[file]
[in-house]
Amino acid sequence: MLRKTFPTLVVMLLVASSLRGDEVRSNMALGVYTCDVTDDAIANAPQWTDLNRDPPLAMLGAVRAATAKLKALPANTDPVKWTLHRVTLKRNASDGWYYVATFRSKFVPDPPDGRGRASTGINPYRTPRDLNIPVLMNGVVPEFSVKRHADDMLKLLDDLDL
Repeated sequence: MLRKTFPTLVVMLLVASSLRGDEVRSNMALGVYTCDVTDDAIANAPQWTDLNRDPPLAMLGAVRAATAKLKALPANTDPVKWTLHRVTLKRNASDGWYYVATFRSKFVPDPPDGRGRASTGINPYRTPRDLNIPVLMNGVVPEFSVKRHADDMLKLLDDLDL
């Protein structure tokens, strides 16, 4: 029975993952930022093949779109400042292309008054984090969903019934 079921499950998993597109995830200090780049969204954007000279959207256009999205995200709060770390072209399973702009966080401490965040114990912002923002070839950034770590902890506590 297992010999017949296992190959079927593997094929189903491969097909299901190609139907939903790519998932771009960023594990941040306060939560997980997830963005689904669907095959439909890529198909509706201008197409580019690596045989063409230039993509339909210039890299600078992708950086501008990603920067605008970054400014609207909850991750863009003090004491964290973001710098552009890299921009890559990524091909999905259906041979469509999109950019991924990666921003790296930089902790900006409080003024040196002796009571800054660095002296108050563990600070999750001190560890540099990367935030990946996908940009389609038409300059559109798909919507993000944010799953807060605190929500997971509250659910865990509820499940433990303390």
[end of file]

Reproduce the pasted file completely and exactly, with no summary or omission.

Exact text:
[in-house]
Amino acid sequence: MLRKTFPTLVVMLLVASSLRGDEVRSNMALGVYTCDVTDDAIANAPQWTDLNRDPPLAMLGAVRAATAKLKALPANTDPVKWTLHRVTLKRNASDGWYYVATFRSKFVPDPPDGRGRASTGINPYRTPRDLNIPVLMNGVVPEFSVKRHADDMLKLLDDLDL
Repeated sequence: MLRKTFPTLVVMLLVASSLRGDEVRSNMALGVYTCDVTDDAIANAPQWTDLNRDPPLAMLGAVRAATAKLKALPANTDPVKWTLHRVTLKRNASDGWYYVATFRSKFVPDPPDGRGRASTGINPYRTPRDLNIPVLMNGVVPEFSVKRHADDMLKLLDDLDL
């Protein structure tokens, strides 16, 4: 029975993952930022093949779109400042292309008054984090969903019934 079921499950998993597109995830200090780049969204954007000279959207256009999205995200709060770390072209399973702009966080401490965040114990912002923002070839950034770590902890506590 297992010999017949296992190959079927593997094929189903491969097909299901190609139907939903790519998932771009960023594990941040306060939560997980997830963005689904669907095959439909890529198909509706201008197409580019690596045989063409230039993509339909210039890299600078992708950086501008990603920067605008970054400014609207909850991750863009003090004491964290973001710098552009890299921009890559990524091909999905259906041979469509999109950019991924990666921003790296930089902790900006409080003024040196002796009571800054660095002296108050563990600070999750001190560890540099990367935030990946996908940009389609038409300059559109798909919507993000944010799953807060605190929500997971509250659910865990509820499940433990303390």